Category Archives: American Lager

Rolling Rock

rating_good64 points

With the craft beer market exploding around us, and modern beer drinkers rattling off varieties of hops more easily than the letters of the alphabet, it may seem odd that we chose to rate this relic of the American brewing landscape.

rollingrock
We couldn’t resist choosing the tall boy can over the bottle, this time.

Everything about Rolling Rock screams “nostalgia.” Its bright green bottle is adorned with a white-and-blue painted label featuring a romantic horse-racing theme. The fonts used for the text are so retro, you’ll want to buy war bonds. And it proudly boasts that it is brewed by “Latrobe Brewing Company.”

Don’t get too excited about that last one. Latrobe Brewing Company ceased to exist in 1987, and Rolling Rock is now a mass-produced product of brewing giant Anheuser-Busch InBev.

The 122-year-old Latrobe, Pennsylvania, brewing facility, by the way, still exists and is owned by City Brewing Company, which currently contracts it to brew Samuel Adams Boston Lager.

But let’s talk about the product.

Rolling Rock describes itself as an “Extra Pale Lager.” In these days of hopped-up IPAs, sour Belgians, and experimentally-spiced concoctions, that may as well say “Water.” Right?

And when you pour Rolling Rock from a green bottle — maligned by modern brewers for its lack of ultraviolet light protection — it’s easy to expect you’re going to endure a skunky, factory-produced mess. Right?

Those assumptions are specifically why we chose to include this old-school beer in our “Guilty Pleasures” tasting. So let’s see how this World War II era brew your father’s father drank has held up in the modern beer drinking world.

Our panel made a lot of jokes about Rolling Rock immediately on pour. It’s clear golden color and lack of notable head elicited more than one comparison to urine. We were off to a lovely start.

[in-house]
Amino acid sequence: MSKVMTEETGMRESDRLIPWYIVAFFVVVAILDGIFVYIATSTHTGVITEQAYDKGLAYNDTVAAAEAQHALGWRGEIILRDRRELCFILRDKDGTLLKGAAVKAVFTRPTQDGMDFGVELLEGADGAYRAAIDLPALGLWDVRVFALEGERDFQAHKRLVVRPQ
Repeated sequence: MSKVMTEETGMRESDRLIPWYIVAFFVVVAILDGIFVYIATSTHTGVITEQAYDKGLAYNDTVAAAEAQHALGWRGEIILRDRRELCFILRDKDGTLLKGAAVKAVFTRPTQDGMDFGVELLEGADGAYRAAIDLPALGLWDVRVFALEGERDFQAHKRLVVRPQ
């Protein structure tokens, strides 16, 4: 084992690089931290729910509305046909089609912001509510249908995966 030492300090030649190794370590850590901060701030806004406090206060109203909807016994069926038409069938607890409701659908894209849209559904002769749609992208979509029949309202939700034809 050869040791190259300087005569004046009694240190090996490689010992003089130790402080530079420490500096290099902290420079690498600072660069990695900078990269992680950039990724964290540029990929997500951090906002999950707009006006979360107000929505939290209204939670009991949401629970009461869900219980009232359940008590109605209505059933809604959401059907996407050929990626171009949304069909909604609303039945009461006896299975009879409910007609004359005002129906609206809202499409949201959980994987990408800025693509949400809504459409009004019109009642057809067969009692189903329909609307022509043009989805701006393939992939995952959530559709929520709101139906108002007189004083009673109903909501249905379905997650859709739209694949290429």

Immature micturition mocking aside, Rolling Rock’s appearance is fair at best. But what it lacks in head and beauty, it makes up for in huge carbonation.

Smell is average, with our panel noting a textbook lager aroma layered with notes of lemon. Our panelist Rick joked that it “smells like a bar floor back at college.”

In Rolling Rock’s defense, Rick went to a very good college.

Rolling Rock has a decent flavor — light, with a grainy cereal profile and notes of lemon. It has a sudsy mouthfeel and a mouth-drying effect that begs you drink more. But with an aftertaste that is watery and a bit grassy, you end up questioning those pleas.

It’s light, it’s fizzy, it’s watery — so as you might imagine, it’s quite easy to drink. And with an ABV of only 4.4%, you could drink a lot.

But our panel recommends you drink it very cold. We mean ice cold. Warmth does this brew no favors, as ours started to sour in our tasting glasses as our lengthy panel discussions warmed it.

Rolling Rock is, overall, a “Good” beer. Mock us for that if you wish. And admittedly, there are thousands of beers that are better than it.

But given its recipe dates back to the Greatest Generation, it has stood the test of time, and might be a nostalgic choice for a hot summer day, when you need to chug down an ice cold brew. Remember, we said ice cold.

Each bottle and can of Rolling Rock is emblazoned with the number 33, and we would be remiss if we didn’t weigh in on the “33 mystery.”